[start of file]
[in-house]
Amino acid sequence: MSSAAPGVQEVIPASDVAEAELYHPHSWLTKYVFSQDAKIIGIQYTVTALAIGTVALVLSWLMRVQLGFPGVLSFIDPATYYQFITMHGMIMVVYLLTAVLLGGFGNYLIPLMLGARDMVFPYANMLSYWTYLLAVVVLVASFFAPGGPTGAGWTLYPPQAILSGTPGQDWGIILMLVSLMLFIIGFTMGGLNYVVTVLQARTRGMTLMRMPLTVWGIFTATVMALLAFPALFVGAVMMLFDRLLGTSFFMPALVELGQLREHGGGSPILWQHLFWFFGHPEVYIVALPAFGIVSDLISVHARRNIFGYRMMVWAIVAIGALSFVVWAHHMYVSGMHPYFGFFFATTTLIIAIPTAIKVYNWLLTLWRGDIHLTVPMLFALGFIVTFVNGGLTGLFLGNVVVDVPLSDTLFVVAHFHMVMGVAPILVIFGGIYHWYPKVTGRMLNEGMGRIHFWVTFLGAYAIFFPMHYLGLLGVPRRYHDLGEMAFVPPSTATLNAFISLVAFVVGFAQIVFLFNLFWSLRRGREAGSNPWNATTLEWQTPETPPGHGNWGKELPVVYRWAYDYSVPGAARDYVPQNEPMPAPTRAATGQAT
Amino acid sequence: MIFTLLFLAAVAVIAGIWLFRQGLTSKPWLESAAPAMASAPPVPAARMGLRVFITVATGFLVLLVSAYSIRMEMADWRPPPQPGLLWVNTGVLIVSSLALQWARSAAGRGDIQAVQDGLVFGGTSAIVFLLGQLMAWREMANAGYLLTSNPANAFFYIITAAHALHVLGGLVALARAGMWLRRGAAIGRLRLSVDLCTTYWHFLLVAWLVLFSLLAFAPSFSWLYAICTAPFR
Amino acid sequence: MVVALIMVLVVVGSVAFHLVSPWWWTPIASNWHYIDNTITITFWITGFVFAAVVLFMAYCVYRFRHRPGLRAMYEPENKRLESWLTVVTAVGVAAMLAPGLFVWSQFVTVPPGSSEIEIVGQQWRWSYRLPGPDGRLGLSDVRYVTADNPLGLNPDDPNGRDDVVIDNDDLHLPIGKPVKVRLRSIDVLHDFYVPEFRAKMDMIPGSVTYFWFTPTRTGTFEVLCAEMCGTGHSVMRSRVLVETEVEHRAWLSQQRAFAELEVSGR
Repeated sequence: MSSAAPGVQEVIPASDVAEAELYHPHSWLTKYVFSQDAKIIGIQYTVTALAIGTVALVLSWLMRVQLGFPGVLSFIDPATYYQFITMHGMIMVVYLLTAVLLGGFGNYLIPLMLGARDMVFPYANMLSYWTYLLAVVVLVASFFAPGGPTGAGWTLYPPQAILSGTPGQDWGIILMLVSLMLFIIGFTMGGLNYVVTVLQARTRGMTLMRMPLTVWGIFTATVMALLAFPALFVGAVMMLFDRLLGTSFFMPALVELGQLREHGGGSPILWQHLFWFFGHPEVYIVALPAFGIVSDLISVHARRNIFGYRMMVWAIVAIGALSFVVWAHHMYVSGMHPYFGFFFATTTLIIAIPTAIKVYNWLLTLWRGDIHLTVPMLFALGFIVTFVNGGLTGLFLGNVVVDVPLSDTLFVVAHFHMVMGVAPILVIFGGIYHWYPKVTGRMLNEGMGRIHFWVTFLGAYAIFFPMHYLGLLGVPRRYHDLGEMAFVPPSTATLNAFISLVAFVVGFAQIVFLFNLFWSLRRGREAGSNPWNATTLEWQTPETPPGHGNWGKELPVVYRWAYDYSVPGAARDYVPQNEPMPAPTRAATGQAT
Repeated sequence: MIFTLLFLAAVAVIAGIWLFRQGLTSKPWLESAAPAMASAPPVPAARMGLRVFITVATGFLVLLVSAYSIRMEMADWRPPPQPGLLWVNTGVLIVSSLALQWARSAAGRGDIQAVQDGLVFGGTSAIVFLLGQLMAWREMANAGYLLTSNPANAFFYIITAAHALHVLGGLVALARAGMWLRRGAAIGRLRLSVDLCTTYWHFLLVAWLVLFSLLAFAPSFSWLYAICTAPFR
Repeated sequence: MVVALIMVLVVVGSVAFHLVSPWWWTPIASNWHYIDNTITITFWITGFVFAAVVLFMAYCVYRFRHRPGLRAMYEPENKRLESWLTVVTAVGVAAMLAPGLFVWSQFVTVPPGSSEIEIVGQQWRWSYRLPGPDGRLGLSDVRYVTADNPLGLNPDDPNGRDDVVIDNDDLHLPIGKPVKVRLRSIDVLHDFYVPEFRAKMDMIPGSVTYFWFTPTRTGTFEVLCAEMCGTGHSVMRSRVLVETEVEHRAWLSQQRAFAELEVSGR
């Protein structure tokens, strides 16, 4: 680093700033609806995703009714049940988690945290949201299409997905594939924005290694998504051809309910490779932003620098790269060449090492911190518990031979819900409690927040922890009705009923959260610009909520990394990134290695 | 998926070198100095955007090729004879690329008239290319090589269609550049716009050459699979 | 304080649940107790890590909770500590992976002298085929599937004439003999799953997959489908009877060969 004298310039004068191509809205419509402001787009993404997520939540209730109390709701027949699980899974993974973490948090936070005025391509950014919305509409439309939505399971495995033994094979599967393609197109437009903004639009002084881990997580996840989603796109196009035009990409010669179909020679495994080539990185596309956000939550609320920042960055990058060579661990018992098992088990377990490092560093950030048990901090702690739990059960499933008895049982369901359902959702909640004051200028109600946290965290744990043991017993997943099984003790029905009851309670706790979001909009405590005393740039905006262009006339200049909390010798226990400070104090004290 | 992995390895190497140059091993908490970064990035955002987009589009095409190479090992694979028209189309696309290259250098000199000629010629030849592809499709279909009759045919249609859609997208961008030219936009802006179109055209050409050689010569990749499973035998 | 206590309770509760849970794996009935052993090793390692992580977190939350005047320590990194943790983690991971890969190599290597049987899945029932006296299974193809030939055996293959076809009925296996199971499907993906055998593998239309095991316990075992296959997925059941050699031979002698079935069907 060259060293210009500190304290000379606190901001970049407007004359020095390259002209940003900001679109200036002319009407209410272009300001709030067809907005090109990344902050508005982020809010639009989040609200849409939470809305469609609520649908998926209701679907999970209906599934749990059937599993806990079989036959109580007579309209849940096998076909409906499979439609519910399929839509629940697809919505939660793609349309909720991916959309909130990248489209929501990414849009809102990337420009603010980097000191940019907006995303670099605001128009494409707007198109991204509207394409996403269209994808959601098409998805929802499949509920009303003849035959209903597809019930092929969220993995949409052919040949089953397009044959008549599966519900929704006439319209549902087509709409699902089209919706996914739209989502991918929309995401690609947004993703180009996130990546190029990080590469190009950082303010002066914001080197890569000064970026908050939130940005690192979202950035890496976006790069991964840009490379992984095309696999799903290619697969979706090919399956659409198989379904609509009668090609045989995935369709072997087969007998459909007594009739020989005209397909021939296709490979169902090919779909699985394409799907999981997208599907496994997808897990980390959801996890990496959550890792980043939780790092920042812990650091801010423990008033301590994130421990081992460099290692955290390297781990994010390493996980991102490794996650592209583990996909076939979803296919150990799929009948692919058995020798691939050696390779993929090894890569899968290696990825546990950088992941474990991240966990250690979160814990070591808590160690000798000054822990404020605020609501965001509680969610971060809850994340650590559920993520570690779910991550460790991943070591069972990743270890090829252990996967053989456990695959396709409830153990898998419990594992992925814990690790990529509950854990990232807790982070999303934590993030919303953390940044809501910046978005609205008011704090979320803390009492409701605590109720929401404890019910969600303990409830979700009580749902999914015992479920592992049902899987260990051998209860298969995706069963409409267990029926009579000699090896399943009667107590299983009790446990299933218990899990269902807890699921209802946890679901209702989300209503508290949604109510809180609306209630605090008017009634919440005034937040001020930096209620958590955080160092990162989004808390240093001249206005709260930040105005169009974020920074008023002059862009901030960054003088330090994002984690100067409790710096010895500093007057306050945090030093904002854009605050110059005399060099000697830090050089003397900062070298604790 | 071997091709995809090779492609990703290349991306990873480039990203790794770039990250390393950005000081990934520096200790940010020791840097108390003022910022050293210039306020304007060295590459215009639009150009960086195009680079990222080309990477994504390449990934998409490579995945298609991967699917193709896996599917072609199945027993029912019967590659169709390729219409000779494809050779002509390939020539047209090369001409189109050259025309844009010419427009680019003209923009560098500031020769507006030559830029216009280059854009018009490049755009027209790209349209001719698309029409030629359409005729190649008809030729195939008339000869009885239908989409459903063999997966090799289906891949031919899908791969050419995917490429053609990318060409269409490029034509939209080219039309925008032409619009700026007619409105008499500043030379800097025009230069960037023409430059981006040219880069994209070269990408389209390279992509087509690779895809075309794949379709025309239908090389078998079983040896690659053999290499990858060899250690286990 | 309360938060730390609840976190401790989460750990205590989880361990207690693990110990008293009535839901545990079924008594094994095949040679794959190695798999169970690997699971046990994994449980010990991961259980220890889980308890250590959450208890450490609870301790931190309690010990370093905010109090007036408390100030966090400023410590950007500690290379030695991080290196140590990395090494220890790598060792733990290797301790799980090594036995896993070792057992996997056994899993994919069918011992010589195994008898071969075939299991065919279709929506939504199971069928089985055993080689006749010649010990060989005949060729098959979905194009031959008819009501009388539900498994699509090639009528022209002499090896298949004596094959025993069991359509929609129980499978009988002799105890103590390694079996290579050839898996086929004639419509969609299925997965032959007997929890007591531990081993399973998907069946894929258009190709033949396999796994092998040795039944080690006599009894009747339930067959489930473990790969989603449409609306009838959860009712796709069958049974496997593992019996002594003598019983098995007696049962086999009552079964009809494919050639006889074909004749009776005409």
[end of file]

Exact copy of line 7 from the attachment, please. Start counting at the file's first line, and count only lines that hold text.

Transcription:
Repeated sequence: MVVALIMVLVVVGSVAFHLVSPWWWTPIASNWHYIDNTITITFWITGFVFAAVVLFMAYCVYRFRHRPGLRAMYEPENKRLESWLTVVTAVGVAAMLAPGLFVWSQFVTVPPGSSEIEIVGQQWRWSYRLPGPDGRLGLSDVRYVTADNPLGLNPDDPNGRDDVVIDNDDLHLPIGKPVKVRLRSIDVLHDFYVPEFRAKMDMIPGSVTYFWFTPTRTGTFEVLCAEMCGTGHSVMRSRVLVETEVEHRAWLSQQRAFAELEVSGR